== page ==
A Look at Oil Sands

09/03/2004 12:00 am EST

Focus:

Dan Ascani

Executive Vice President, Weiss Capital Management, Inc.

"Don’t become complacent as oil prices consolidate from record highs," says Dan Ascani, editor of Dan Ascani's Skeptical Investor. "Each time crude oil declines, you’ll hear analysts tell you that the crisis is over. Don’t listen. Here, he looks at an unusual energy play from Canadian oil sands.

"There’s no end in sight for the energy crisis. Despite much talk from Saudi Arabia about opening the spigots to stem the price rise, oil prices remain in the $40s. And China’s demand for crude has surged so much that China has moved from an oil exporting nation in 1993 to the second largest oil importing country now. Clearly, the world is caught short in oil, and it couldn’t come at a worse time, given geopolitical tensions in the Middle East. Your main goal should be to crisis-proof your portfolio to protect your wealth—even prosper—from the worsening energy crisis.

"To help you accomplish this, I’ve found an intriguing opportunity. It’s called the Canadian Oil Sands Trust (CA:COS.UN  Toronto). US oil production, once the highest in the world, peaked in 1970. Natural gas production peaked in 1973. Worse, there are six major oil fields in Saudi Arabia that produce about 95% of Saudi oil, but many now believe these fields are mature. That’s why some oil companies are pressing hard to find oil and gas in other parts of the world. And that’s why I want you to invest in Canadian Oil Sands, an energy trust that is tapping an estimated 1.6 trillion barrels of oil out of the tar sands of Alberta, Canada.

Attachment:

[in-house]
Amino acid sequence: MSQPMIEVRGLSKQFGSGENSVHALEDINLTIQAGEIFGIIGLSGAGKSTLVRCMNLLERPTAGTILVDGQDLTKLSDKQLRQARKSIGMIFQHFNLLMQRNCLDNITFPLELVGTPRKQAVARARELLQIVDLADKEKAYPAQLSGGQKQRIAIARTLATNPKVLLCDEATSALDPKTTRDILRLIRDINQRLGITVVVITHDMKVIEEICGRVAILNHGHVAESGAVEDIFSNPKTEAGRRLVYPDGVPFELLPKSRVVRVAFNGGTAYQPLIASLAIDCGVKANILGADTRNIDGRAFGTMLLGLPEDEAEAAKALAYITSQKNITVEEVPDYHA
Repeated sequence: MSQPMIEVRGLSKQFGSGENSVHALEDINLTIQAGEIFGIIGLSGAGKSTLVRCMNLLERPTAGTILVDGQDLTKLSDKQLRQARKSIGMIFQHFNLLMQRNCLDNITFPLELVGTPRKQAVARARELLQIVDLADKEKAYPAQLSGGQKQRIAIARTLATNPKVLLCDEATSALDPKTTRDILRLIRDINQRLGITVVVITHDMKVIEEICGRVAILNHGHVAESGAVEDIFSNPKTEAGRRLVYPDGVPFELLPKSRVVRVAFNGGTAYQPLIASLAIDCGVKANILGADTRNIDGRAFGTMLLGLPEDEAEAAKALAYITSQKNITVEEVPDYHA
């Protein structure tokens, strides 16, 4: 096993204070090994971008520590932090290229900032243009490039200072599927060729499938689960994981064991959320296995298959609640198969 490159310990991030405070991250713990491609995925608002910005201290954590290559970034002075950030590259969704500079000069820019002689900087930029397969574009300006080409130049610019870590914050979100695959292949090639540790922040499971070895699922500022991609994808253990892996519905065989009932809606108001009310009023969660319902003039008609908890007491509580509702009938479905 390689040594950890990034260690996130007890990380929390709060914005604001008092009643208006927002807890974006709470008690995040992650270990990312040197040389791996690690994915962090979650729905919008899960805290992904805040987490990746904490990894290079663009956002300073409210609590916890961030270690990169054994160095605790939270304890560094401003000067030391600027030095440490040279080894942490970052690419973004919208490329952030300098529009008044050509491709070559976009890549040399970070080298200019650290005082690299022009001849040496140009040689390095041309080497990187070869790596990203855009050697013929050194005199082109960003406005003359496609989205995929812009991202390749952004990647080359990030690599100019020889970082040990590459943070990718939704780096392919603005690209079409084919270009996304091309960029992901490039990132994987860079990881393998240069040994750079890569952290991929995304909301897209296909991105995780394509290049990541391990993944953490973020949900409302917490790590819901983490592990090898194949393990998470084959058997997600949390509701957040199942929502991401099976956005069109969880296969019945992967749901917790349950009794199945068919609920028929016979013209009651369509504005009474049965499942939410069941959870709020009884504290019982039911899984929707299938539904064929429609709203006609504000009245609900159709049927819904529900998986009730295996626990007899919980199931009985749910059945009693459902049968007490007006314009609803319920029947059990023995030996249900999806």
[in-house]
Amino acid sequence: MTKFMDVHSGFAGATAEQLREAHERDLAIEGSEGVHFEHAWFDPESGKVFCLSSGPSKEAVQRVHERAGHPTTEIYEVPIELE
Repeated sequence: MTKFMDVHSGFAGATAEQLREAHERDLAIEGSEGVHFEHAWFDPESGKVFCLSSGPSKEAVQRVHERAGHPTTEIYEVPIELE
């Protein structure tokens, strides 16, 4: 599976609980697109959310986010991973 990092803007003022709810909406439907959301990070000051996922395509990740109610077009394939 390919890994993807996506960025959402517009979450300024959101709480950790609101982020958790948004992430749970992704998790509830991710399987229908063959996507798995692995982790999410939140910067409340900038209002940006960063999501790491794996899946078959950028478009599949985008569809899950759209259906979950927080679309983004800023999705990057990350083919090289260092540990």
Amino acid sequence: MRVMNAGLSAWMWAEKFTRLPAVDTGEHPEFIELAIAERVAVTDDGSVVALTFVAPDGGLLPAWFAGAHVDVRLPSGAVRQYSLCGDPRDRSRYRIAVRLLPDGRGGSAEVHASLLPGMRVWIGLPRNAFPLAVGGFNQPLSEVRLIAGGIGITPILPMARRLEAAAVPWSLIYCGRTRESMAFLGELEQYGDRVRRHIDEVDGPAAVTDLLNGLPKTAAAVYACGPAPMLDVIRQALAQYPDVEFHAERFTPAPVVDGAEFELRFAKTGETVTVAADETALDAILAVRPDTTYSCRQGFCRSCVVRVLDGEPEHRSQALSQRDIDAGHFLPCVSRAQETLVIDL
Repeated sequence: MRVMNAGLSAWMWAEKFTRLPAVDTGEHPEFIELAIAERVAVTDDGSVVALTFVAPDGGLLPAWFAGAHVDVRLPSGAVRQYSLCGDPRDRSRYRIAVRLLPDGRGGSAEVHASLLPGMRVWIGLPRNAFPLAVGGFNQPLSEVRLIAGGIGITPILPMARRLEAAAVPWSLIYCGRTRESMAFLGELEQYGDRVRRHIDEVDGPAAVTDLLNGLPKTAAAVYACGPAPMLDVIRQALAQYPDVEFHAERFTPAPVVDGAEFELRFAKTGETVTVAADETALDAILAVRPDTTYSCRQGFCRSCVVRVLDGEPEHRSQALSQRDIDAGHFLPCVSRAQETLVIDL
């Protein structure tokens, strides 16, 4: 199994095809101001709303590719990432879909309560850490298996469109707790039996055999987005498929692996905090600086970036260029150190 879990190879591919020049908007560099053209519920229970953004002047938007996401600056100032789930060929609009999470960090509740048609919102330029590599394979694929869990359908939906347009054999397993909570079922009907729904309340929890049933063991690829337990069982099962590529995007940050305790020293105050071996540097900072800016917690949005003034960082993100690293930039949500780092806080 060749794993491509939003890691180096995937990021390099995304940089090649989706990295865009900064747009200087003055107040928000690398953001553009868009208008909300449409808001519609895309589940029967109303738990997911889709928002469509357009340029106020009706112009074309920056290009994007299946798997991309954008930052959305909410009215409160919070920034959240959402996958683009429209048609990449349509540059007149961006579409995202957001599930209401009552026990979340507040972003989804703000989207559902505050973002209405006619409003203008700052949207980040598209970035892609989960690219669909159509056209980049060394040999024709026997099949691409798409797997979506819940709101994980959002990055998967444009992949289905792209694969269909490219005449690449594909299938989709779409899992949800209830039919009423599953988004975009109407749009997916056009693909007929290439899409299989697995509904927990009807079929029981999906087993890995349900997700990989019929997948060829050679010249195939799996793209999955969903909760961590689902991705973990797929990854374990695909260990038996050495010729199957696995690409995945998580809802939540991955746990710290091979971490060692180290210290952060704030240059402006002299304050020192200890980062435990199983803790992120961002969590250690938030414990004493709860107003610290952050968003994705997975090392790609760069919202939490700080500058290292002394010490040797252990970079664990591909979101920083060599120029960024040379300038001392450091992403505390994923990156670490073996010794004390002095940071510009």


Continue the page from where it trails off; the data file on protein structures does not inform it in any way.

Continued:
"The oil sands deposits are located in three main areas of the Province—Athabasca, Cold Lake, and Peace River. Since 1967, oil companies and developers have invested capital into the area. Lately, though, they’re flocking to it. An unprecedented amount of investment has occurred or is committed through 2016. And every day, hundreds of machines strip mine the tarry sands of Alberta and prepare it for processing. Although I don’t contend that it’s the singular solution to the depleting Saudi oil reserves, the oil sands of Alberta represent a viable source of oil.

"One push to extract oil from the area is known as the Syncrude Project, a joint venture whose owner is the Canadian Oil Sands Limited Partnership. Syncrude is the project operator. The Canadian Oil Sands Trust was formed ‘for the purpose of acquiring a 99% net royalty on the production of synthetic crude oil and associated products attributable to its working interest in the Syncrude Project.’ This is an open-ended Canadian investment trust that generates income from its 35.49% working interest in the Syncrude Joint Venture. According to the Trust, it represents the largest pure-play investment opportunity in the Alberta Oil Sands, and it is a resource that rivals the oil reserves of Saudi Arabia. Proven reserve life is approximately 35 years, and the trust projects production to reach about 350,000 barrels of Syncrude Sweet Blend, or 50% growth in production after mid-2006.

"The Trust pays about CA$2.00 (about US$1.50) in distributions per year. Its income is not taxed at the corporate level. Instead, you’re taxed at the unit holder level—typically a lower tax bracket than Canadian companies. The Trust’s stock sells for around US$35. It’s available either on the Over-the-Counter market or on the Toronto Stock Exchange. I recommend you buy on the TSE for better liquidity and a boost from the exchange rate if the Canadian dollar continues to appreciate."

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